All-cash home buyers have been a force in the Capitol Hill and Central District real estate markets, too, but prices are now so inflated, even these flush buyers have begun to back off.
If you’ve been looking to buy a home or condo recently, you know the spirit crushing force all-cash buyers bring to the market. Well heeled investors that swoop up homes from financed buyers by promising sellers quick and easy transactions. Over the past decade all-cash transactions have represented an increasingly large share of home sales in Seattle.
Since 2008 all-cash buyers have doubled in Seattle to make up 20% of all sales, according to analysts at Polaris Pacific (PDF). Cash buyers are “generally from opportunistic investors and not from trade-up buyers or first-time buyers,” said the report.
Windemere real estate agent George Beasly focuses on Capitol Hill properties and said nearly a third of this clients today are all-cash buyers looking for reliable investments. “What else are you going to do with your money?” he said.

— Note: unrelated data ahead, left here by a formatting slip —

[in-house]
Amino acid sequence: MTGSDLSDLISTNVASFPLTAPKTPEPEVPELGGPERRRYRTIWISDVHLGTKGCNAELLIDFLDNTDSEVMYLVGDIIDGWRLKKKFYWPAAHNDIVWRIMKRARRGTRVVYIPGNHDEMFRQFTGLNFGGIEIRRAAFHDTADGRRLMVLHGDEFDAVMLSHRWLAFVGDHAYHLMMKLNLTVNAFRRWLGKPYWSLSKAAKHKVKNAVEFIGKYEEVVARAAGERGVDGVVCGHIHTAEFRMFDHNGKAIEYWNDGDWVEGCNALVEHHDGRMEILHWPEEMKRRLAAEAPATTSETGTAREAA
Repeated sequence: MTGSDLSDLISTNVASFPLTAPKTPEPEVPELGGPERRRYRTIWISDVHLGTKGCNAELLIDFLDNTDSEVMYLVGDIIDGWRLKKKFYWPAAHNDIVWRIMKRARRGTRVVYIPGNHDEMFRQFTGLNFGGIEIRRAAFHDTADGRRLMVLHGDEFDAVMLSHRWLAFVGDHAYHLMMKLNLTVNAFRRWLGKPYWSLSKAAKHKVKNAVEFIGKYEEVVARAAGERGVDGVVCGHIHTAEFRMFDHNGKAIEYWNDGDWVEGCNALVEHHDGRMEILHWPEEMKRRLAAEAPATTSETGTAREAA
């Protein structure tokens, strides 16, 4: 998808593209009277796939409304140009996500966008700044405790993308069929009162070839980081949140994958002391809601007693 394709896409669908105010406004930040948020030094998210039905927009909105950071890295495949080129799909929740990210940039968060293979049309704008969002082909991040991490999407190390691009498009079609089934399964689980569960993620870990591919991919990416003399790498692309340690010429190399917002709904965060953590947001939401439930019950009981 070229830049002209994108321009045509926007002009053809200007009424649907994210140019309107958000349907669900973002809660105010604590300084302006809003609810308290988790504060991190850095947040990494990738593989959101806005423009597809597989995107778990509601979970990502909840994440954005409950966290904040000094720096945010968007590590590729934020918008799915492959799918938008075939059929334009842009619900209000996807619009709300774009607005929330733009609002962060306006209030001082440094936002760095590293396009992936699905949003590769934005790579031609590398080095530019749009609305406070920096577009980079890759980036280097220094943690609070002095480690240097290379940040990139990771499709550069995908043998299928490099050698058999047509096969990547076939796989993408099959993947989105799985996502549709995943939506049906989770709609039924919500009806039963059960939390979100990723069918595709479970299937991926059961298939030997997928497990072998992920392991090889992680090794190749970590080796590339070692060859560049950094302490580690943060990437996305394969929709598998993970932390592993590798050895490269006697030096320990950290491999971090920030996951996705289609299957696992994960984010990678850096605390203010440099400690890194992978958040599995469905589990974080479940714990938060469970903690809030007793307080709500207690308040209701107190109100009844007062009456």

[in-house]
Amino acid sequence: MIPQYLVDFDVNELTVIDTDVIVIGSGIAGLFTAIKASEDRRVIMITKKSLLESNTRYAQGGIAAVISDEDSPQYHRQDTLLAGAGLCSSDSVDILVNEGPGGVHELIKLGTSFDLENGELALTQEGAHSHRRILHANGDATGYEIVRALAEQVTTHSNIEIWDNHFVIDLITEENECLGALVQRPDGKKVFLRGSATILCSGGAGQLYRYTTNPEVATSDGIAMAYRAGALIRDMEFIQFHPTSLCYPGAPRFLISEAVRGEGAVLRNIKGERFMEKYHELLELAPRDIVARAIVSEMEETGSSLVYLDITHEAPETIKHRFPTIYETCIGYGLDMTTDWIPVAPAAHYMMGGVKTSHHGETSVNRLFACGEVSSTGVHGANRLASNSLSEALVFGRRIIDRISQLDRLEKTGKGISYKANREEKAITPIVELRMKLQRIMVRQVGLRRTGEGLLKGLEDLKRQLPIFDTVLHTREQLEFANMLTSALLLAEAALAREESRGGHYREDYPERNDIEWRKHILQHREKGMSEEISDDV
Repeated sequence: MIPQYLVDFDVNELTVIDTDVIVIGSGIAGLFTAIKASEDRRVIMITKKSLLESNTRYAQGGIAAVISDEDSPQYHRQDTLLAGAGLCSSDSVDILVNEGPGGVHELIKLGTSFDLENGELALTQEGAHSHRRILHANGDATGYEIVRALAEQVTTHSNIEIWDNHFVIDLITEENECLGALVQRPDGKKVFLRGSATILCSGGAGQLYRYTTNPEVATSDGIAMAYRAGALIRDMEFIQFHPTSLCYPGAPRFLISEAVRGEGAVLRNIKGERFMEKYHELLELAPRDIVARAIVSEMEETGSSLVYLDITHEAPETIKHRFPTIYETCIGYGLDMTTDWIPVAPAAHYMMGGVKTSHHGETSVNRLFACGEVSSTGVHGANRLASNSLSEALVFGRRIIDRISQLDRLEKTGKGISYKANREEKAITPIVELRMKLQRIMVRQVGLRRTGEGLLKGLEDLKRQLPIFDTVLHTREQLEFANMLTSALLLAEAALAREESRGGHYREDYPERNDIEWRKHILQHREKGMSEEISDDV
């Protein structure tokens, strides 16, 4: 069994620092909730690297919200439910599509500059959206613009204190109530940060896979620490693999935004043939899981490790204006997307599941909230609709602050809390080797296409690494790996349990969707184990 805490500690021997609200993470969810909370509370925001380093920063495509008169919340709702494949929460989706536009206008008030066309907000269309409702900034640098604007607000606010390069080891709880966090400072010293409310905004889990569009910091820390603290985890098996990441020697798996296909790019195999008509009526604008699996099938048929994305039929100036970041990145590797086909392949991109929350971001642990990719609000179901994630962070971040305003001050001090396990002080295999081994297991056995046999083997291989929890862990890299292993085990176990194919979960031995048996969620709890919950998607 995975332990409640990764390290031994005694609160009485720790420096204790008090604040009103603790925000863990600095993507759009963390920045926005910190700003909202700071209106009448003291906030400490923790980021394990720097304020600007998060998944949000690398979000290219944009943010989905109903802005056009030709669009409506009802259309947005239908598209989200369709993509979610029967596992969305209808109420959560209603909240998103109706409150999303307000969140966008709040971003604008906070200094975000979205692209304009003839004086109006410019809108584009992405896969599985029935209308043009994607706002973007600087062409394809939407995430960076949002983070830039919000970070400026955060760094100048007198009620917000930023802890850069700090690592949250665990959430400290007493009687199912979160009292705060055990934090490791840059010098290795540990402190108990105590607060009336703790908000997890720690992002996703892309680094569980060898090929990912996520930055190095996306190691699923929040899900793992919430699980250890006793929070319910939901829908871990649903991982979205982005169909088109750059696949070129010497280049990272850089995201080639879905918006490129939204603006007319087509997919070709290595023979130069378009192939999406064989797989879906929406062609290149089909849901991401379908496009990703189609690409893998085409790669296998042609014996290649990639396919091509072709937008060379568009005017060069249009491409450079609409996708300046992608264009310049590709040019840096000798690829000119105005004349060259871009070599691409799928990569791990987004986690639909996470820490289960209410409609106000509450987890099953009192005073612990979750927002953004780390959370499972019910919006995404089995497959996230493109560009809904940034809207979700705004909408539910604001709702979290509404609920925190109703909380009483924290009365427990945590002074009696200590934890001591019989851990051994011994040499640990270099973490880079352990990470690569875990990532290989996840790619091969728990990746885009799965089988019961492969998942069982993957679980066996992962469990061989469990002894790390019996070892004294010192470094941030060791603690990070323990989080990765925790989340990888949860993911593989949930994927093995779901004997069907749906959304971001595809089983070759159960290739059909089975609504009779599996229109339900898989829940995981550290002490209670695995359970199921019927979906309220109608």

Beasly, who runs the site residentialcapitolhill.com, said he’s seen a big uptick in the number of all-cash buyers in recent years, particularly among wealthy foreign buyers who are are often looking to park money in a safer economy. Beasly said international buyers will frequently move their children into homes while they attend college.
However, in 2014 there’s been a slight dip in all-cash and “absentee buyers” with increasingly fewer “steals” to be found on the market. The cooling off of investor buyers could mean less competition for families and first time buyers, but prices on Capitol Hill are still well out of reach for many currently living in the neighborhood.
Last year CHS wrote about Capitol Hill’s competitive, cash-is-king condo market as new condo construction has slowed to a trickle amid Capitol Hill’s apartment boom. Overall housing prices also continue to outpace incomes in central Seattle.
Accoring to Trulia, the median home price in Central District/Capitol Hill’s 98122 area code was $492,000 — well out of reach for many in the area, where the median household income in 2013 was $47,405. On that income, the most expensive “affordable” house (30% of income) would be around $294,500.
The cost of living in the area, of course, isn’t any better for renters. Last month CHS wrote about rents that continue to soar on Capitol Hill, as average rents recently reached $1,557 a month, up $162 from the same time last year. Meanwhile the City Council has delayed the roll-out of its affordable housing plan, which is now expected to go before the council early next year.
Above: The old Comet’s ceiling — also all-cash